I enjoyed looking at this work. I liked that it was so firmly rooted in the familiar and I liked that Nicky had simple rules that she worked to – she would only buy photographs where no-one else was bidding, and she asked the same question to every seller and included their replies in the work. I was impressed with how she followed the process through to the logical end and auctioned off some images starting at 99pence; and sold an album of others on Ebay (it went for £205, if anyone else has the same nagging curiosity that I did). For me, this is like returning a caught fish to the sea, or like tag and release of wildlife. It makes me think of a stream or sea of images, always full and always changing.
Does their presence on a gallery wall give these images an elevated status?
Absolutely. One of the things I learned way back on the Foundation course, from Grayson Perry’s Reith Lectures, was that if something is being shown in a gallery it’s “Art”. Regardless of what normal people think. If the curators/buyers show it, then it’s Art.
Where does their meaning derive from?
For me, their meaning derives from the fact that Bird has made a carefully selected archive of vernacular images from the common well that is Ebay. The answer that goes with each photograph adds a layer of meaning and context to each image. The work leads us to consider the wider vernacular archive and also the journeys that photographs take to reach us, and the journeys that they take when they leave us or when we leave them. These journeys might be related to sentiment or they might be accidental or purposeful transactions.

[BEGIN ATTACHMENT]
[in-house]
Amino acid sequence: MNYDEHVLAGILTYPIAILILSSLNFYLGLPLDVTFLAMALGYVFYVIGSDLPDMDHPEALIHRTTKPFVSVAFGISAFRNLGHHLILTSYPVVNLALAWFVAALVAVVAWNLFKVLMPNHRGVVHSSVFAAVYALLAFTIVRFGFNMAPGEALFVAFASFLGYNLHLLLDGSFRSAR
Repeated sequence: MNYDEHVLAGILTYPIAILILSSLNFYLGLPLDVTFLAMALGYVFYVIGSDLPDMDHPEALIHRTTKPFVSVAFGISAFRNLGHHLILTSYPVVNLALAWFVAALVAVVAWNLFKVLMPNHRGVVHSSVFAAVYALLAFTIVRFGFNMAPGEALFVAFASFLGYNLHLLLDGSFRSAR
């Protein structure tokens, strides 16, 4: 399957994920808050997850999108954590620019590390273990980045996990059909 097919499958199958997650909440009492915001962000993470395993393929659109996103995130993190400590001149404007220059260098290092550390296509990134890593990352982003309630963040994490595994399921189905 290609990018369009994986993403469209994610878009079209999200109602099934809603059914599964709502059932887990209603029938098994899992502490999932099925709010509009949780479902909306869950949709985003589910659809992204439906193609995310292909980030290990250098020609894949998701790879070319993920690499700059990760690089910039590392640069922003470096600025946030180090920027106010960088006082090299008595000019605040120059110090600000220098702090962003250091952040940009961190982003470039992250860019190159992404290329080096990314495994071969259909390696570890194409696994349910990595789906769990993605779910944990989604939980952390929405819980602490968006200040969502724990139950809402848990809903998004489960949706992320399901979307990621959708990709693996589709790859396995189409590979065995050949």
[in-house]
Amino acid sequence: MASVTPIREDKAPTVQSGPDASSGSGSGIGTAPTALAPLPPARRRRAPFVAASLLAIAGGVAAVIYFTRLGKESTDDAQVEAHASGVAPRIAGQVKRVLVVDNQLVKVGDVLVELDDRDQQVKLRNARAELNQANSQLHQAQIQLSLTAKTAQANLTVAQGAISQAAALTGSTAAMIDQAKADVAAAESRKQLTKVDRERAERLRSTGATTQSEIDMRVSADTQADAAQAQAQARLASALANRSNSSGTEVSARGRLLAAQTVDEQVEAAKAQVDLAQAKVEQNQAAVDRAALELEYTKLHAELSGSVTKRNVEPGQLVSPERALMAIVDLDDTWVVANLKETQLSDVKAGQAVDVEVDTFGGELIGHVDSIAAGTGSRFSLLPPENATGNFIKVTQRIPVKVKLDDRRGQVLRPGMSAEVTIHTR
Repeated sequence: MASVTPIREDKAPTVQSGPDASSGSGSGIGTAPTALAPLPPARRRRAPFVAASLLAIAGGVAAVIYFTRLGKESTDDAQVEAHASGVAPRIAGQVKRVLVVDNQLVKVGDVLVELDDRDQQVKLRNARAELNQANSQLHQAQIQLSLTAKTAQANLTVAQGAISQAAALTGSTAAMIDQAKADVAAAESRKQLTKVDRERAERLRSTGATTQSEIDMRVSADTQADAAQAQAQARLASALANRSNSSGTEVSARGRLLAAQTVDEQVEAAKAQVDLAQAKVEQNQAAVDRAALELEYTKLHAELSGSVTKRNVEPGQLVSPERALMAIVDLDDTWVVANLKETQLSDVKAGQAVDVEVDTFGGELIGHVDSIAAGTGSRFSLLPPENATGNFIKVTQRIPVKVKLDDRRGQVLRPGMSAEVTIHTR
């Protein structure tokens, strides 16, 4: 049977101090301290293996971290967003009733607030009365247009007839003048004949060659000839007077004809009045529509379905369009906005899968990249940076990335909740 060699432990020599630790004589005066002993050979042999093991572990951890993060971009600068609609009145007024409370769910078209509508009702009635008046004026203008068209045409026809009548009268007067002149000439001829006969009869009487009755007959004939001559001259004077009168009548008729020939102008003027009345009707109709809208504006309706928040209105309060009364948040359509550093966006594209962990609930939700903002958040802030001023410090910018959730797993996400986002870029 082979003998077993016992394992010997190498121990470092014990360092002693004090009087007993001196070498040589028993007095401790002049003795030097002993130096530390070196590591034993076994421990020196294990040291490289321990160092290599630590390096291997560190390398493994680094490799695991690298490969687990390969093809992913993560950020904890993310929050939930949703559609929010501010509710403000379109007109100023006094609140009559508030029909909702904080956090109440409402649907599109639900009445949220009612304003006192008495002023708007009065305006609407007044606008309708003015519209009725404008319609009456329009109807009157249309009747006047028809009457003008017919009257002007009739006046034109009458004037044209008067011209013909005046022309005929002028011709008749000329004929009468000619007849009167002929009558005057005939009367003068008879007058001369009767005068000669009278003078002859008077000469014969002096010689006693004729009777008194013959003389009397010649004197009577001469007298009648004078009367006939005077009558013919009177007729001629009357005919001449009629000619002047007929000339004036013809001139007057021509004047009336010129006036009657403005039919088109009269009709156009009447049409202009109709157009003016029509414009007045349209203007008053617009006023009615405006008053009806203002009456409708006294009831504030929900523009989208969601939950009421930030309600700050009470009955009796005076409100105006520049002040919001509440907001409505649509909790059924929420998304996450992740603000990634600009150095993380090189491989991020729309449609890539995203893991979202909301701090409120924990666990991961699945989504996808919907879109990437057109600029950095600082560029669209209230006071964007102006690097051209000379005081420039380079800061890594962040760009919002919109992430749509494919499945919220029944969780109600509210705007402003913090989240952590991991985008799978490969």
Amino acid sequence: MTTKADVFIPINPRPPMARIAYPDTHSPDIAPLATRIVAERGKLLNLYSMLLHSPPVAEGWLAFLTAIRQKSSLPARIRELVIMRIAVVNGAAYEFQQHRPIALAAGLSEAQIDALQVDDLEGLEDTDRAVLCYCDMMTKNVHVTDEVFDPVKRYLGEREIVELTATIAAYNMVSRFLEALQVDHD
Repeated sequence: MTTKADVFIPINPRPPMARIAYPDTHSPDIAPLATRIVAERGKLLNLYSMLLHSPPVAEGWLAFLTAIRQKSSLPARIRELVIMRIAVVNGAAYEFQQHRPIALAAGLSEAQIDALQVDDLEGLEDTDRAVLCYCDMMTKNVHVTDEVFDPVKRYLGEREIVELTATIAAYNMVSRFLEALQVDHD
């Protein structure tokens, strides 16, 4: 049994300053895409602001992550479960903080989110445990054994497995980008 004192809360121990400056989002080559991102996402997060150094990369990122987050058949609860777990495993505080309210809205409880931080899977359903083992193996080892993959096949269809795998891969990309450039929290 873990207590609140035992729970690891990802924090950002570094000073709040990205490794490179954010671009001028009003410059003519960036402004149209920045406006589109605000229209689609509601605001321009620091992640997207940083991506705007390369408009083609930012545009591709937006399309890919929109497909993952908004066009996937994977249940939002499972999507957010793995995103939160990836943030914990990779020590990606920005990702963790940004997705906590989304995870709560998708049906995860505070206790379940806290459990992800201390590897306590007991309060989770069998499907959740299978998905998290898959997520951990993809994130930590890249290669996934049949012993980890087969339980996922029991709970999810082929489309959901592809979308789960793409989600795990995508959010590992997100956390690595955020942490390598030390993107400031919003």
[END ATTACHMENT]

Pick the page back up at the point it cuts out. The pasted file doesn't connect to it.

When they are sold again is their value increased?
I think the answer to this depends on where they are sold and who is selling them. If a gallery sells them, then yes, if the work is perceived as strong enough to be shown in a gallery then I would expect the gallery to sell them at a higher price, as by then they are definitely Art. There’s a video with extracts of the auction that shows this in action – photographs that were bought for 99pence were sold for £6-£12 for example.
I’m not so sure on Ebay. My feeling is maybe, a bit. Nicky sold an album of images from the project on Ebay, for £205. This doesn’t feel like very much considering the number of images that it could potentially contain and the work that went into it. I think Ebay is about a different kind of perceived value. People expect to get a bargain on Ebay but they possibly don’t expect to get a bargain from a gallery and perhaps that changes the relative price expectations.
I looked at her website, at a PhotoParley interview with Sharon Boothroyd, a video about the auction of some of the work and at a couple of other websites. I was touched and intrigued by how she spoke about history disappearing because we have no link to the people who took these images or the people who knew about these photographs. In PhotoParlay we hear about her experience with a contact sheet showing Elvis and a group of well-dressed women, and the only selection marks on the sheet were around Elvis. These words, from the same interview, rang true for me too.
“There is a debt to feminism here – which is about looking out for the overlooked, questioning what’s valued (or not), creating new spaces to listen, reading against the grain and so on.”